A LES (Leave and Earnings Statement) is the service member’s pay stub. Service members receive a LES twice monthly; on the 15th of the month and the last day of the month. On the 15th of the month, the LES has no detail just the amount paid. On the last day of the month the LES will have a detailed breakdown.
A LES is a military pay stub that shows not only earning and deductions but also lists any incentive or special pay, such as combat pay, aviation career incentive pay, or variable special pay for medical/dental officers as well as nontaxable benefits, such as basic allowance for subsistence (BAS) and basic allowance for housing (BAH) and clothing allowance.
The LES is a shorthand profile of service member’s military benefits that must be considered in a Massachusetts divorce. For example, the servicemember paying child support may receive the BAH at the “with dependents” rate regardless of whether or not his or her children reside with that servicemember. BAS and BAH are cash benefits that should be included in a financial affidavit for purposes of calculating child support and or alimony.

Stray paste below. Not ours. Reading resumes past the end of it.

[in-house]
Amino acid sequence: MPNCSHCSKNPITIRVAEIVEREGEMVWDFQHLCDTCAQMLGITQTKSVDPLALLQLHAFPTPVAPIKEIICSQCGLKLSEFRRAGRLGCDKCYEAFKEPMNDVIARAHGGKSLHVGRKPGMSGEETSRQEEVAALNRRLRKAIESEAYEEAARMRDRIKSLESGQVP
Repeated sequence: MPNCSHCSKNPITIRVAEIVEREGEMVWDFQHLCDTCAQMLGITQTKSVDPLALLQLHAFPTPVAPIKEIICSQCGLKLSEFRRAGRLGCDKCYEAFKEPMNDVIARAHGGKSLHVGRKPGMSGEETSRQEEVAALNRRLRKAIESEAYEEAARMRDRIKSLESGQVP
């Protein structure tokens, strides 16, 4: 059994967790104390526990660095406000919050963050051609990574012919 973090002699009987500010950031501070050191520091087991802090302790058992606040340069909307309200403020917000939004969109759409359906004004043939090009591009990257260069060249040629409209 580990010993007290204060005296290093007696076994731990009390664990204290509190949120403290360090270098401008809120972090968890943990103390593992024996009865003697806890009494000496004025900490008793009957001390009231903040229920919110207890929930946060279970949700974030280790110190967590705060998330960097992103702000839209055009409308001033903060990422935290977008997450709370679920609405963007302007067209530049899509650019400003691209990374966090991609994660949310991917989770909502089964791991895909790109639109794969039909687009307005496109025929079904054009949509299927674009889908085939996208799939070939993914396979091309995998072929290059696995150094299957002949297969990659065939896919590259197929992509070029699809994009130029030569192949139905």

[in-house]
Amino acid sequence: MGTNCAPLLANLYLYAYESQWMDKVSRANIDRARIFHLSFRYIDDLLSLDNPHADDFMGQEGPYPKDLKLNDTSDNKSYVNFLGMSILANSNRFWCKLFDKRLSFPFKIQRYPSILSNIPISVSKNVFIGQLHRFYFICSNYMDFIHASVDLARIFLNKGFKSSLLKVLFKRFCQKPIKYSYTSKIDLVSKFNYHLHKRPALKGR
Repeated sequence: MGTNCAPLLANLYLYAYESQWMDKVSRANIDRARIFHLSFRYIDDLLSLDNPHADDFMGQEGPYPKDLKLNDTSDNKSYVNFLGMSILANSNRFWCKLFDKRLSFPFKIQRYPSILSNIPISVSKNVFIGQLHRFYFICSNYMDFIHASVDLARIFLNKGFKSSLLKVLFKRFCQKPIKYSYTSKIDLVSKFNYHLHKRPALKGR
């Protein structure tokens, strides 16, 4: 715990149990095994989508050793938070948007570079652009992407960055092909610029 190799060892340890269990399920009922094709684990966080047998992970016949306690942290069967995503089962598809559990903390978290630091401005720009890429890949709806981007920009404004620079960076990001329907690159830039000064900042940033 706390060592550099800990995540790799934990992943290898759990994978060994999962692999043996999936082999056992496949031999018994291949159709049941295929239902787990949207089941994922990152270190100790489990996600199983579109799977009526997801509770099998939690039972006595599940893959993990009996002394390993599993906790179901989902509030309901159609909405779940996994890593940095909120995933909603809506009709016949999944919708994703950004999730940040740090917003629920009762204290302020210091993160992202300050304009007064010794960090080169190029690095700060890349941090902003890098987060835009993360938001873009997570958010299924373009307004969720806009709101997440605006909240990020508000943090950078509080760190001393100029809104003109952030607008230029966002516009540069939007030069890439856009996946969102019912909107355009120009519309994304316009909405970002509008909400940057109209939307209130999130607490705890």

For purposes of calculating child support and alimony, Massachusetts courts use a very broad definition of “gross income,” therefore, every dollar the servicemember receives reflected on the LES, including the non-taxable allowances are taken into consideration.
Moreover, Massachusetts family law courts also impute income to a servicemember who receives lodging or food in lieu of BAH or BAS.
At one time, military personnel received paper LES documents, but now the servicemember almost always retrieves his or her LES from an online system called MyPay from the Defense Finance and Accounting Service (DFAS), an agency of the United States Department of Defense.
Should you be in the midst of a military divorce or contemplating divorce, contact an experienced military family lawyer to better understand military pay.
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